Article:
What was this place the witch had sent him to? Was it another planet perhaps? A world of sorcerers?
Perhaps he should fear for his immortal soul, but then, given the thought of returning to Alinor, even something that threatened his eternity had to be better than her cloying smile and lackluster wit.
As he poked at the plant that had a strange, unnatural texture to it, he felt a presence behind him. Turning his head, he froze. His new lady wore a strange short-sleeved tunic and a pair of breeches that had been shorn off high on her thighs. The sight of those long legs made him think of how soft her skin had felt in his palm and of how much better it would taste under his tongue.
He trailed his gaze over her lush curves to her face, where her pink cheeks told him his stare made her uncomfortable. He smiled at the knowledge.
Taryn couldn’t move as she watched Sparhawk watch her. The man was so incredibly hot. His green eyes filled with heat and carnal knowledge. She knew what he was thinking, and quite honestly, she was thinking it, too. Imagine having that naked and spread out on her bed . . . over her body.
He filled out that armor in the way she was sure medieval smiths had meant for it to be worn. His broad shoulders were thrown back with pride, and he bore the presence of a man confident in himself.
The man in him devastated the woman in her.
And it was then she realized she couldn’t really take him into public wearing medieval armor. Not unless they were going to a Ren Faire. People might begin to ask questions she couldn’t even begin to answer, and the last thing she needed was for this to turn into some bad low-budget B movie with the two of them ending up in a lab somewhere.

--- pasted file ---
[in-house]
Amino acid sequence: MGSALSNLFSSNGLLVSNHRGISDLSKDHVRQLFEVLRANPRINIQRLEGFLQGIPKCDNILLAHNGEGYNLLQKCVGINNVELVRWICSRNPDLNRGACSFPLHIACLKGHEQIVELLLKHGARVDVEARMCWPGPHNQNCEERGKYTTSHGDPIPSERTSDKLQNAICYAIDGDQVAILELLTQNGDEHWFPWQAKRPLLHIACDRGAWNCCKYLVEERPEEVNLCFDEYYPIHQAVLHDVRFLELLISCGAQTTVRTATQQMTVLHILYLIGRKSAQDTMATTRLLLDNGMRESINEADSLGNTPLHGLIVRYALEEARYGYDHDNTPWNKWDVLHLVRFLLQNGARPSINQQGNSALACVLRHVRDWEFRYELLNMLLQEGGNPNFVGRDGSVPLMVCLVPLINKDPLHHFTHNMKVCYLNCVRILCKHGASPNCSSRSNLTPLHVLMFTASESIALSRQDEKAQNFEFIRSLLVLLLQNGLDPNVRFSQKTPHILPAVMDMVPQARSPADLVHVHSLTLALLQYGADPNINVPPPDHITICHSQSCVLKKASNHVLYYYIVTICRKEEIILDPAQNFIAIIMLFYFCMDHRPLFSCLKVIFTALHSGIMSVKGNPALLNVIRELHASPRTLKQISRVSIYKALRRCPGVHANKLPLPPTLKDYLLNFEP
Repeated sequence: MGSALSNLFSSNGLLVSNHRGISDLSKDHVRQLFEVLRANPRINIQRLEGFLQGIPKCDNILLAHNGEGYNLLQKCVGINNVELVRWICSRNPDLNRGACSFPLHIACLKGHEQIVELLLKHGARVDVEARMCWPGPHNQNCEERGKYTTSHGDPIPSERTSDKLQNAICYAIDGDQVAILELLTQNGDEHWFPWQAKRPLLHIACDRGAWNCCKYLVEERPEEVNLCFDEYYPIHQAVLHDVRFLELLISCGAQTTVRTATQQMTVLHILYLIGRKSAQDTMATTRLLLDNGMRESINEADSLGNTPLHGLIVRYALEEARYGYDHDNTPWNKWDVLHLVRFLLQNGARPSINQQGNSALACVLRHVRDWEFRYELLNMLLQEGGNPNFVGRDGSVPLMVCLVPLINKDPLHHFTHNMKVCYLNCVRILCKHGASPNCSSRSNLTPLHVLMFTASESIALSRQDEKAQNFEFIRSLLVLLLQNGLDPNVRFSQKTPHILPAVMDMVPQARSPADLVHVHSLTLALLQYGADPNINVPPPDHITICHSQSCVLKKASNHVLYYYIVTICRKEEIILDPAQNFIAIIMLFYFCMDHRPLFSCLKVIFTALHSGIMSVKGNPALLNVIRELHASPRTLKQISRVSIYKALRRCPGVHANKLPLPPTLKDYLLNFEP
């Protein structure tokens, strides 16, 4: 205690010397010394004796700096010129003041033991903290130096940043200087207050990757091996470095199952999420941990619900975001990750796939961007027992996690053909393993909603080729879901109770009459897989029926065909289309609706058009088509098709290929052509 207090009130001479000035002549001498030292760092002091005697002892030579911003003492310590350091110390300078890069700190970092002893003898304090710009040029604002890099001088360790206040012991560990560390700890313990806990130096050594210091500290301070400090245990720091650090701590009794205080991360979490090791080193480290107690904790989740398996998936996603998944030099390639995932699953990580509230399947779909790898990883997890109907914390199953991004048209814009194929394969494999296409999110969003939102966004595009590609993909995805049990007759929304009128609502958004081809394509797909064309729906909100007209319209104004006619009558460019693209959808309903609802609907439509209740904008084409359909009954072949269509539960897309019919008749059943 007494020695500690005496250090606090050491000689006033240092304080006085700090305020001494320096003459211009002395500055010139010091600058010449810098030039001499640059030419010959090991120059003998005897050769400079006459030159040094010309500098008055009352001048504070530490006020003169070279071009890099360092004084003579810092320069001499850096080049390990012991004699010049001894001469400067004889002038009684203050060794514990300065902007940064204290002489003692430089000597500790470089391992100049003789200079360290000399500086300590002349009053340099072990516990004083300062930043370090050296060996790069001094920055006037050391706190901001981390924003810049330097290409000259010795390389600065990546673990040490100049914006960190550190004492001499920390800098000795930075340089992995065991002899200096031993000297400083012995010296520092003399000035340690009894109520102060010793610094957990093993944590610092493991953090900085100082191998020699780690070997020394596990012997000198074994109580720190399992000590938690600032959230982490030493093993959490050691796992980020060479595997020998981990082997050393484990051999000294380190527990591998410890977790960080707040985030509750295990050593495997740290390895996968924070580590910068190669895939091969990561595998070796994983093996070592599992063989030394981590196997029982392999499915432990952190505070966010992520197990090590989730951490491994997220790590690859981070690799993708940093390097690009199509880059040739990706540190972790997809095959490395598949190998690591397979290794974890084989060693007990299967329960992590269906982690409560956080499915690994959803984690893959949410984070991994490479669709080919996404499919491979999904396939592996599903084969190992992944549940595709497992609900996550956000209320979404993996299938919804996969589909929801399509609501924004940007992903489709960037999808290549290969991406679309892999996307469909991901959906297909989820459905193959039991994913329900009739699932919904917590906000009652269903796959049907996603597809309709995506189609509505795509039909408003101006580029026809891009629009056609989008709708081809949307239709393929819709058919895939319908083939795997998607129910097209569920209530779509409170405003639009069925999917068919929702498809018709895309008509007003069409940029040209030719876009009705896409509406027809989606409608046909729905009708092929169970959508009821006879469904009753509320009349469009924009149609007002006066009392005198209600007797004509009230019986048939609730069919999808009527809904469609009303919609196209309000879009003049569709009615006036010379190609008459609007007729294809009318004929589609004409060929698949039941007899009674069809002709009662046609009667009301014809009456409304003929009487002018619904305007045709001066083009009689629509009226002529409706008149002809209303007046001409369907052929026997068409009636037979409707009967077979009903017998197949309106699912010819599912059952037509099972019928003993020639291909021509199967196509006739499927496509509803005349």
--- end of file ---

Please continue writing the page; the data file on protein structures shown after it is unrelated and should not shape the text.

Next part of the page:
Or worse, an asylum.
While she stared, he crossed the room to stand before her. “Tell me, milady, where is your guardian?”
She frowned. “You mean my parents?”
“I mean whoever is responsible for your future.”
“That would be me.”
A puzzled look crossed his handsome features until they melted into one of amusement. “Truly? You answer only unto yourself?”
“Just like you.”
He smiled at that, and before she realized what he intended, he captured her lips with his.
Taryn tensed for a moment, and started to step back, but his arms quickly surrounded her, drawing her closer to his heat as he opened her mouth and ravished it. There was no other word for the complete possession he took.
She’d been kissed plenty of times in her life, but never like this. Never with such heated intensity. His tongue coaxed hers, his lips demanding.
And the smell of him . . .
So manly. So warm. So sexual.
Rising up on her tiptoes, she moaned from the feel of him, wanting to draw him in deeper. To taste more of this incredible male.
Sparhawk growled at the passion in her caress as she wrapped her arms about him. She clung to him and met his kiss with a hunger that surprised him. Aye, she was a wild one. One who would bed him well, and he in turn would never leave her wanting more. Never leave until she was completely spent and satisfied.
In that moment he knew she was the one he would take as his own. He would never go back to Alinor.